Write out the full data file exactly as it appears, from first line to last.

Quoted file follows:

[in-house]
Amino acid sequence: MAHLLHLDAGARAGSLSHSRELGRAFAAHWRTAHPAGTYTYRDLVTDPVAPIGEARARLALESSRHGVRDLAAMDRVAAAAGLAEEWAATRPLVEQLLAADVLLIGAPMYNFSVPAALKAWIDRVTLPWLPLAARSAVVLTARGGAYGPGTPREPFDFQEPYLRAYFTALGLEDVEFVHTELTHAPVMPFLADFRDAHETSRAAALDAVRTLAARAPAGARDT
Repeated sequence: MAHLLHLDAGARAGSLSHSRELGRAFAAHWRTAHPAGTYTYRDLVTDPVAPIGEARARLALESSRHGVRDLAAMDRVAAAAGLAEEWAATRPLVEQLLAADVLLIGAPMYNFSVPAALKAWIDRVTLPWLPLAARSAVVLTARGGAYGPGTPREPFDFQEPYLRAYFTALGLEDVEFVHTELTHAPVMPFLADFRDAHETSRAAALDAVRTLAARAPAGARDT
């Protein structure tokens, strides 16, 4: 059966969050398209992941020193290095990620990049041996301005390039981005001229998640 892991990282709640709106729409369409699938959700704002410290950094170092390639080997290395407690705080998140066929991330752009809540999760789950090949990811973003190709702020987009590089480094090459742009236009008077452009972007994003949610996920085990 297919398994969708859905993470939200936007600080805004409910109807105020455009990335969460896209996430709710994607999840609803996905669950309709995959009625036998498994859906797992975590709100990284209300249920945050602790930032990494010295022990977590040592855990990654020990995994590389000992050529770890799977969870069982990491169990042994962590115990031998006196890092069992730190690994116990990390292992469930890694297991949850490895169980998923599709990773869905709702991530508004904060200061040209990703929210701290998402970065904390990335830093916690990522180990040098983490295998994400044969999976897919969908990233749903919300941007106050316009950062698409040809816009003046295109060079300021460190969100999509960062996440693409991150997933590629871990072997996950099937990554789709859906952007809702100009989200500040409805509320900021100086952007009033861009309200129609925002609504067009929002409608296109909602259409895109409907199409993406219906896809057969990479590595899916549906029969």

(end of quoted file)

[in-house]
Amino acid sequence: MAHLLHLDAGARAGSLSHSRELGRAFAAHWRTAHPAGTYTYRDLVTDPVAPIGEARARLALESSRHGVRDLAAMDRVAAAAGLAEEWAATRPLVEQLLAADVLLIGAPMYNFSVPAALKAWIDRVTLPWLPLAARSAVVLTARGGAYGPGTPREPFDFQEPYLRAYFTALGLEDVEFVHTELTHAPVMPFLADFRDAHETSRAAALDAVRTLAARAPAGARDT
Repeated sequence: MAHLLHLDAGARAGSLSHSRELGRAFAAHWRTAHPAGTYTYRDLVTDPVAPIGEARARLALESSRHGVRDLAAMDRVAAAAGLAEEWAATRPLVEQLLAADVLLIGAPMYNFSVPAALKAWIDRVTLPWLPLAARSAVVLTARGGAYGPGTPREPFDFQEPYLRAYFTALGLEDVEFVHTELTHAPVMPFLADFRDAHETSRAAALDAVRTLAARAPAGARDT
């Protein structure tokens, strides 16, 4: 059966969050398209992941020193290095990620990049041996301005390039981005001229998640 892991990282709640709106729409369409699938959700704002410290950094170092390639080997290395407690705080998140066929991330752009809540999760789950090949990811973003190709702020987009590089480094090459742009236009008077452009972007994003949610996920085990 297919398994969708859905993470939200936007600080805004409910109807105020455009990335969460896209996430709710994607999840609803996905669950309709995959009625036998498994859906797992975590709100990284209300249920945050602790930032990494010295022990977590040592855990990654020990995994590389000992050529770890799977969870069982990491169990042994962590115990031998006196890092069992730190690994116990990390292992469930890694297991949850490895169980998923599709990773869905709702991530508004904060200061040209990703929210701290998402970065904390990335830093916690990522180990040098983490295998994400044969999976897919969908990233749903919300941007106050316009950062698409040809816009003046295109060079300021460190969100999509960062996440693409991150997933590629871990072997996950099937990554789709859906952007809702100009989200500040409805509320900021100086952007009033861009309200129609925002609504067009929002409608296109909602259409895109409907199409993406219906896809057969990479590595899916549906029969």